Trump Makes A Theatrical Return To The White House
STEVE INSKEEP, HOST:
A tally kept by Johns Hopkins University shows more than 210,000 people have died from the coronavirus in the United States alone. But one very high-profile patient has returned home from the hospital. The infected president of the United States rode a helicopter from the hospital back to the White House. He stood on the balcony, took off his mask and turned toward nearby aides to help him make a video.
(SOUNDBITE OF ARCHIVED RECORDING)
PRESIDENT DONALD TRUMP: I learned so much about coronavirus. And one thing that's for certain - don't let it dominate you. Don't be afraid of it. You're going to beat it.
INSKEEP: It is not clear if the president has beaten the illness. He is back in a building where many people work and others have tested positive. In a moment, we question an ICU doctor who watched that spectacle from Texas. We begin with NPR White House correspondent Franco Ordoñez. Franco, good morning.
FRANCO ORDOÑEZ, BYLINE: Good morning, Steve.
INSKEEP: What did this staged event show about the president's approach to the pandemic?
ORDOÑEZ: Yeah, it was a really dramatic moment. He - you know, it was like he knew this was going to be something that was captured by cameras, could be part of history. You know, how they set up the flags in front of the White House, how he pulled off his mask and stood there to salute Marine One and even how he turned to walk into the White House as cameras clicked away - not wearing his mask, by the way. It was really a dramatic made-for-TV moment.
INSKEEP: Did all of the showmanship actually illustrate the president's strategy against the pandemic?
ORDOÑEZ: You know, it does. I mean, it's less about masks and distancing than having a positive attitude. You know, he told Americans in that video that they should get out there and not be afraid of the coronavirus.
(SOUNDBITE OF ARCHIVED RECORDING)
TRUMP: We have the best medical equipment. We have the best medicines - all developed recently.
ORDOÑEZ: But it was a message that - you noted - that left out the 210,000 people who have died from the virus and the more than 7 million people who have contracted the virus. And - you know, but it does fit with that overall strategy to focus on beating this and reopening the country and not on the people who have gotten sick or have died.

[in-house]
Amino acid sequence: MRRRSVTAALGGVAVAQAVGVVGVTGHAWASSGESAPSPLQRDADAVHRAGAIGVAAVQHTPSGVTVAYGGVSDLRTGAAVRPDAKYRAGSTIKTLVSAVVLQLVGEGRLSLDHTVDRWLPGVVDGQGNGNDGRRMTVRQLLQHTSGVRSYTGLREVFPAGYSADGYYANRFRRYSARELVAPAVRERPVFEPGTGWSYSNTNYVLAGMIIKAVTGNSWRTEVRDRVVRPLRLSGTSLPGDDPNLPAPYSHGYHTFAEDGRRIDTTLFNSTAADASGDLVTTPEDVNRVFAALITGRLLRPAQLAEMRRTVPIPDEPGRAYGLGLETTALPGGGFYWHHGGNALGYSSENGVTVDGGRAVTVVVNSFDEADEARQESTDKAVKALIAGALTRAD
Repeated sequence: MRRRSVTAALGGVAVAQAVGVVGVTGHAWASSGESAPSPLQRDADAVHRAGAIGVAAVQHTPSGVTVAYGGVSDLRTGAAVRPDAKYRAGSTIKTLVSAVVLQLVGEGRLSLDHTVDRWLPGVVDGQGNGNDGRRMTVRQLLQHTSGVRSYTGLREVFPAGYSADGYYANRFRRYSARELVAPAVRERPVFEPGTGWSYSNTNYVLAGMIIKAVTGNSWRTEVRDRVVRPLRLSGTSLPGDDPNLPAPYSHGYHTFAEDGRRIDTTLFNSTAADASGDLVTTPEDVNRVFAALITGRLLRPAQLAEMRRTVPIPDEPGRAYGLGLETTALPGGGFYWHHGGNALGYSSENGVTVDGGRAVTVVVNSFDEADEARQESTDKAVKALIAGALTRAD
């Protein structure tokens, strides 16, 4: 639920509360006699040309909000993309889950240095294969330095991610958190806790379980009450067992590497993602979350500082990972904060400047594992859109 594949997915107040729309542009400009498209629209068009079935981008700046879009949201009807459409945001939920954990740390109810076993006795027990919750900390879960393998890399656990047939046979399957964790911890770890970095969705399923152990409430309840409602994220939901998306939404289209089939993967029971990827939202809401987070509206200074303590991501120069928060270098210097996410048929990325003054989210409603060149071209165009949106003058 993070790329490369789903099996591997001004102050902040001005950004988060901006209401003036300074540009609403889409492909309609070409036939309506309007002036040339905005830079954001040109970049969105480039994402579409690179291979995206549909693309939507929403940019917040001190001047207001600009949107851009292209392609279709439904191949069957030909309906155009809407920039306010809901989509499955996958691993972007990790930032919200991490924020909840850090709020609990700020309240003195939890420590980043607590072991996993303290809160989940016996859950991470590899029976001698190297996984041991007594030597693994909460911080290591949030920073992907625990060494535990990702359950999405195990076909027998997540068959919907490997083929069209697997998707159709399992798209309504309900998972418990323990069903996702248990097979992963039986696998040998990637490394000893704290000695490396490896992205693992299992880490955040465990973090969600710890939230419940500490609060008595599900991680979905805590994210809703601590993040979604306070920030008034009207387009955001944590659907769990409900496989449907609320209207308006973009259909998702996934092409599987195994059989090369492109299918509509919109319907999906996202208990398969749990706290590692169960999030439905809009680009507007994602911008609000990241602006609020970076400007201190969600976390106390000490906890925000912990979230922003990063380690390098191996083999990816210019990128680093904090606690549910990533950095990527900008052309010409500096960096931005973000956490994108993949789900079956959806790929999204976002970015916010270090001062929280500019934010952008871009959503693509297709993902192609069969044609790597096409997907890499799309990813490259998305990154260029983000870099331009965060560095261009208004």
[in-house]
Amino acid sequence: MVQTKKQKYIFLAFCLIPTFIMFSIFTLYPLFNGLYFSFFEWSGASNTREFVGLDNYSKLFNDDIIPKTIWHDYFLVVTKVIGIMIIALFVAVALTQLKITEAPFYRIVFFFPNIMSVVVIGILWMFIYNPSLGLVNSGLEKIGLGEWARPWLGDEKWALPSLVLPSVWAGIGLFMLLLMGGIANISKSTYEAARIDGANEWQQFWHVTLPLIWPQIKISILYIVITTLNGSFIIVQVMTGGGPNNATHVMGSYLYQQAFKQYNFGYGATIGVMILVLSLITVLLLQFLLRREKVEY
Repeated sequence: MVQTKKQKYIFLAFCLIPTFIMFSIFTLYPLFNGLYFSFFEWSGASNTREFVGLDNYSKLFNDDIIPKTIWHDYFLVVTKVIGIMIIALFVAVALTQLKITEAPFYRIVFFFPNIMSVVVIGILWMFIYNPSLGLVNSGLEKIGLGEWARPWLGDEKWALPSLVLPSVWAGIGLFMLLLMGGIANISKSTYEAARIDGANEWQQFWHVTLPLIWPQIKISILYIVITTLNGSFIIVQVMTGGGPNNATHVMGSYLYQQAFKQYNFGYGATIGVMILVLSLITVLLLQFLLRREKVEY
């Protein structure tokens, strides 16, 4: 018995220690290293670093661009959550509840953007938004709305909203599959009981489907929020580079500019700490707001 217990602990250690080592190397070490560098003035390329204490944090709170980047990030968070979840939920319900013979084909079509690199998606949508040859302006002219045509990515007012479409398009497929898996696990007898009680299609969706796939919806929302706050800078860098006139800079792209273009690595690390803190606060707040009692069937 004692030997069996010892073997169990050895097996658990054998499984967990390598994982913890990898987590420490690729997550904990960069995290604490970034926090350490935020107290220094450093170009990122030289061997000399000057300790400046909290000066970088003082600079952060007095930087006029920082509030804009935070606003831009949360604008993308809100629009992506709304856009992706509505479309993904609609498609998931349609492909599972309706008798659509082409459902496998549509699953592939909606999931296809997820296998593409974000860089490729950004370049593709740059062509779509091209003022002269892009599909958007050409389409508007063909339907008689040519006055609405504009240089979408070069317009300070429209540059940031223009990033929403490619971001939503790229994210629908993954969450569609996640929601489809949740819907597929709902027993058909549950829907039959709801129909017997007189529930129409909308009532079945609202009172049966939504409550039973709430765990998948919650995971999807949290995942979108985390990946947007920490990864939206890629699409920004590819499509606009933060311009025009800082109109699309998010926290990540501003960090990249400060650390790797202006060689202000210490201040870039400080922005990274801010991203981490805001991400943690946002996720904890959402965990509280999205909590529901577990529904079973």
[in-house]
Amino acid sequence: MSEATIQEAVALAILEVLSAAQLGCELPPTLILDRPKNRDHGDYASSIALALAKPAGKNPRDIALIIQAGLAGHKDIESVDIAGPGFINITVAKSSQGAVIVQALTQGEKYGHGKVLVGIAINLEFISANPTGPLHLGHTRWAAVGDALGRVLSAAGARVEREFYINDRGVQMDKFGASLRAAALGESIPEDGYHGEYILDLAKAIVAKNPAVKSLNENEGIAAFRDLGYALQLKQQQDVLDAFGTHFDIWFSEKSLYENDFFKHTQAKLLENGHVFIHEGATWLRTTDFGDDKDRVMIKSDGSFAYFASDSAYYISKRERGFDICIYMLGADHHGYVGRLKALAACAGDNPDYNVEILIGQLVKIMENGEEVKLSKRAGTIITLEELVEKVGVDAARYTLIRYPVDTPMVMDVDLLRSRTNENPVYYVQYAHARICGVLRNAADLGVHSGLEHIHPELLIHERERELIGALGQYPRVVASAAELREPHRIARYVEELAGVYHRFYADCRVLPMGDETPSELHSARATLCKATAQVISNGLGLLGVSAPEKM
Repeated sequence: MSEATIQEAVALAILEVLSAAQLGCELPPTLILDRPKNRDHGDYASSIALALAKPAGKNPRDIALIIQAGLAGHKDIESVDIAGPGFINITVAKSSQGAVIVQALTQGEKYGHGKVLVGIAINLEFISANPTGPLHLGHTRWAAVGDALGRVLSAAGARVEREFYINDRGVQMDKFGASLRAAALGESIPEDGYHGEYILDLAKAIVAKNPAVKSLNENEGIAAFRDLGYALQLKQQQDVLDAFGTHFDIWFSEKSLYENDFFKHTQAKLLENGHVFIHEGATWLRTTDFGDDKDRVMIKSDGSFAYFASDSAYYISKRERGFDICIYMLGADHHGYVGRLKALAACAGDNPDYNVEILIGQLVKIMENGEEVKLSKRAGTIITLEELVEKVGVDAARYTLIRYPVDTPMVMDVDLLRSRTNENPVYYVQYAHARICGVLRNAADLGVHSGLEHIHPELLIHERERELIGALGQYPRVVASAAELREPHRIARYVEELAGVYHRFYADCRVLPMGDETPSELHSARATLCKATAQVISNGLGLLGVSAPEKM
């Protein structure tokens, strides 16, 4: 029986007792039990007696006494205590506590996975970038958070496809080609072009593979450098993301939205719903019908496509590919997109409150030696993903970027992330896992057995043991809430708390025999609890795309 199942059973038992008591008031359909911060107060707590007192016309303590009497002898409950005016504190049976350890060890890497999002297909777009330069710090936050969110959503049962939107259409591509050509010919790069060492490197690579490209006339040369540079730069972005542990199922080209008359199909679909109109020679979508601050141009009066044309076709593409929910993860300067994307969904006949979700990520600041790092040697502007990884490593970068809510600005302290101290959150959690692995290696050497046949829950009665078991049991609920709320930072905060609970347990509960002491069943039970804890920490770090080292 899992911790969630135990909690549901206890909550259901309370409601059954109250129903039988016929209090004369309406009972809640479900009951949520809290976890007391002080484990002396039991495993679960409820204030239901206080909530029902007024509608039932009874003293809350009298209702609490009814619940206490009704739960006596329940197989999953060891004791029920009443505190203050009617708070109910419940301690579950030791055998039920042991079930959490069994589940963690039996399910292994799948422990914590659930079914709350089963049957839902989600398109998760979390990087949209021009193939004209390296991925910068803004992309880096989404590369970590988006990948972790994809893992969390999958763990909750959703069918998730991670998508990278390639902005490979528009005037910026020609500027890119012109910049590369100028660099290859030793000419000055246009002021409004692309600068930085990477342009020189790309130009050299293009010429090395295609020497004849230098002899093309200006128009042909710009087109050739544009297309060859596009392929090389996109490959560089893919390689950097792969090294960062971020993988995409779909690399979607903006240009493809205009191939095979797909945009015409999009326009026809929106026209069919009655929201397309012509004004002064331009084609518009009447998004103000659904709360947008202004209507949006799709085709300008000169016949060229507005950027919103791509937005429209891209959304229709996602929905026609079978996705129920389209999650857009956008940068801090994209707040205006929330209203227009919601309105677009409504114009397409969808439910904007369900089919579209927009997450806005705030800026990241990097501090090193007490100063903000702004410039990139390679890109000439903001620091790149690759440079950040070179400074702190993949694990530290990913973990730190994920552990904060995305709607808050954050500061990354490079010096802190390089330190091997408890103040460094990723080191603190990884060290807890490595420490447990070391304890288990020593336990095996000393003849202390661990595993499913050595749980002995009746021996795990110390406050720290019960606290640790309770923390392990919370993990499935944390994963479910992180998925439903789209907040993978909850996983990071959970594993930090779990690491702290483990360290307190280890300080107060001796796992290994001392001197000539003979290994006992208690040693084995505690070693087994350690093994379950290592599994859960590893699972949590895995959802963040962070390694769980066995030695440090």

INSKEEP: Well, let's focus on the people who've gotten sick or who've died and focus on the public health aspect of this as opposed to the attitude side of it. Has the public health strategy changed at all?
ORDOÑEZ: Yeah, you know, those daily coronavirus briefings with Dr. Birx and Dr. Fauci, those ended a long time ago. And there really hasn't been much change recently, except now Trump can claim this firsthand experience. The strategy really appears to be doubling down on getting therapeutics and vaccines and portraying things as getting better, that the best is just around the corner.
You know, he's really trying to make this case for reelection, and this is on an issue where Americans judge him very harshly. So the goal for him is to convince people otherwise. We saw that last night, and I expect we'll hear a lot more about that in the weeks going forward.
INSKEEP: I guess it's possible that the president could even resume a public schedule. But hasn't his doctor said it's going to be at least a week before we know if the president is better?
ORDOÑEZ: Yeah. I mean, it's very interesting because President Trump even suggested that he may be immune. And it's kind of startling considering he's only a few days into his treatment. He's taking very strong medications. And a big question remains about the White House and President Trump. There's a lot of questions that they are not answering about the timeline, details about his health.
And, frankly, this imagery that they put out last night doesn't even reflect the reality surrounding him at the White House. His press secretary is just the latest in a growing number of his inner circle to test positive. And, you know, all that kind of interferes with this kind of heroic message.
INSKEEP: Franco, thanks for your insights. Always appreciate it.
ORDOÑEZ: Thank you.
INSKEEP: That's NPR White House correspondent Franco Ordoñez.
NPR transcripts are created on a rush deadline by an NPR contractor. This text may not be in its final form and may be updated or revised in the future. Accuracy and availability may vary. The authoritative record of NPR’s programming is the audio record.